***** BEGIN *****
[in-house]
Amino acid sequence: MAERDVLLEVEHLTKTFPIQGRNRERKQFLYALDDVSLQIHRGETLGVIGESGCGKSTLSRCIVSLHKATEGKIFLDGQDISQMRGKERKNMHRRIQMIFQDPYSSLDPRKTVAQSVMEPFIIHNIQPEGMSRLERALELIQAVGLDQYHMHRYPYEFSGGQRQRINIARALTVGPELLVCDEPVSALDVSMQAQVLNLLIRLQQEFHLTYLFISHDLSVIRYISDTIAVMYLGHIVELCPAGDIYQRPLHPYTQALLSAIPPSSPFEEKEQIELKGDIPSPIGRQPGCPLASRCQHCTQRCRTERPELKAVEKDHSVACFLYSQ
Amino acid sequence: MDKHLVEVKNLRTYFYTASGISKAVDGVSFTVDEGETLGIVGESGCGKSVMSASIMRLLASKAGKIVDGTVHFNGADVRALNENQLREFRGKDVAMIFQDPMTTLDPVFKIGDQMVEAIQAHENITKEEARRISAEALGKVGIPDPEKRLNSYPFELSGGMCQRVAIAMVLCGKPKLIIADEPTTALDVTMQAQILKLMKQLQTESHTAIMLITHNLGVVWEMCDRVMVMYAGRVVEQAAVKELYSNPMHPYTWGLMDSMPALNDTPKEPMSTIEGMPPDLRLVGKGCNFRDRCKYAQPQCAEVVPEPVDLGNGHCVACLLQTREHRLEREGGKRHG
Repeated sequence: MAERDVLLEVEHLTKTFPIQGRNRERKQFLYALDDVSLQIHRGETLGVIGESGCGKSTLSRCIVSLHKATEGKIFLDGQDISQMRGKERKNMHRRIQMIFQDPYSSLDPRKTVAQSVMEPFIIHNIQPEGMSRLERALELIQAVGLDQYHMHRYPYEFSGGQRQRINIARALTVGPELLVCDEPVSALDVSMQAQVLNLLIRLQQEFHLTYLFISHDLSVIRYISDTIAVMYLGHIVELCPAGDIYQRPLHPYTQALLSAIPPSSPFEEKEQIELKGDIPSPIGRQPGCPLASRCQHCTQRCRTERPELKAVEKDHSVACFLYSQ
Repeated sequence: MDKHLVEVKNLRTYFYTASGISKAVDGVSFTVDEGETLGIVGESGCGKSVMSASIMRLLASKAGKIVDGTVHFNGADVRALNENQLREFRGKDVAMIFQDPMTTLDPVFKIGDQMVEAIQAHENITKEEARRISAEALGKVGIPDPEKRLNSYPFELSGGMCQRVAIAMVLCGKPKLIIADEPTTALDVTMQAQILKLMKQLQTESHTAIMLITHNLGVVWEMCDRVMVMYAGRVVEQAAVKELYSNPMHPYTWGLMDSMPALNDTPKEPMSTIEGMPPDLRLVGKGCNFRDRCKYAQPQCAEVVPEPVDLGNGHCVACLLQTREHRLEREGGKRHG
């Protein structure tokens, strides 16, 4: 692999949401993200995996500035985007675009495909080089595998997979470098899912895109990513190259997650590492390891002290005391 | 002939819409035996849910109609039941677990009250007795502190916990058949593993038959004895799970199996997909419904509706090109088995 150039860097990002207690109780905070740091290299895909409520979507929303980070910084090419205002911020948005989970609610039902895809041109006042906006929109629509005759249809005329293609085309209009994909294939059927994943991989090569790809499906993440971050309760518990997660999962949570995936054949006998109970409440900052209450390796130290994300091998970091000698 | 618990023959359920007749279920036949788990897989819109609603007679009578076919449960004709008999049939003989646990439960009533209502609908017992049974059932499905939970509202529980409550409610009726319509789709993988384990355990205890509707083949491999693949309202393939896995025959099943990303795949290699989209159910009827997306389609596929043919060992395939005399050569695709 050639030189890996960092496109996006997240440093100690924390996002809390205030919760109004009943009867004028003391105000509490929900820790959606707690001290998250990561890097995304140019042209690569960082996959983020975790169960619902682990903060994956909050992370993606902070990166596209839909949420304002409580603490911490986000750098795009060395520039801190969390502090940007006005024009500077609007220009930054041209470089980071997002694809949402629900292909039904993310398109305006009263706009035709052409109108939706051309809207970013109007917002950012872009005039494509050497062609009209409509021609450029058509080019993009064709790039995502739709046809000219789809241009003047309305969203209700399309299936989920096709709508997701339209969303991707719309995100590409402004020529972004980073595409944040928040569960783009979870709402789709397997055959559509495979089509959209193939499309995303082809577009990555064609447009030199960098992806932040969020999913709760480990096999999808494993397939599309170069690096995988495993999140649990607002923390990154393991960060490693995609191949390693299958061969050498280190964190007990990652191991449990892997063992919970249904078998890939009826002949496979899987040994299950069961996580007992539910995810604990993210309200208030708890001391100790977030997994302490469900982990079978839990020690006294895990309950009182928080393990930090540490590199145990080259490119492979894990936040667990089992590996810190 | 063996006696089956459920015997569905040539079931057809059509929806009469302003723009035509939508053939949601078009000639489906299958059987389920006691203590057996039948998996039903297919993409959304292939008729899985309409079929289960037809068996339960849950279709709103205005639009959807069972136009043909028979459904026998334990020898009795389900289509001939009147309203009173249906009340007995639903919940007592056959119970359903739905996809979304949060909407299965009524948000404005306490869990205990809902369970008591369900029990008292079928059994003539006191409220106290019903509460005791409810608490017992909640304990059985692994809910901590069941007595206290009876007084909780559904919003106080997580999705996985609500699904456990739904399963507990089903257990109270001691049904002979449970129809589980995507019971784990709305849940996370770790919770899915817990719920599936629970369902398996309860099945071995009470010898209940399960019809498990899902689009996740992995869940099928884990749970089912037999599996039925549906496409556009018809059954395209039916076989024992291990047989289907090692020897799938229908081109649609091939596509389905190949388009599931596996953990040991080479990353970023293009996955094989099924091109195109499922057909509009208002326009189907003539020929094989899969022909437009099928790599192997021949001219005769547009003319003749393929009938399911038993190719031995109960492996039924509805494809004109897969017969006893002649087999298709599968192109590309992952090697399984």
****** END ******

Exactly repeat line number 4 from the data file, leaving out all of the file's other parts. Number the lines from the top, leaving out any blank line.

Repeated sequence: MAERDVLLEVEHLTKTFPIQGRNRERKQFLYALDDVSLQIHRGETLGVIGESGCGKSTLSRCIVSLHKATEGKIFLDGQDISQMRGKERKNMHRRIQMIFQDPYSSLDPRKTVAQSVMEPFIIHNIQPEGMSRLERALELIQAVGLDQYHMHRYPYEFSGGQRQRINIARALTVGPELLVCDEPVSALDVSMQAQVLNLLIRLQQEFHLTYLFISHDLSVIRYISDTIAVMYLGHIVELCPAGDIYQRPLHPYTQALLSAIPPSSPFEEKEQIELKGDIPSPIGRQPGCPLASRCQHCTQRCRTERPELKAVEKDHSVACFLYSQ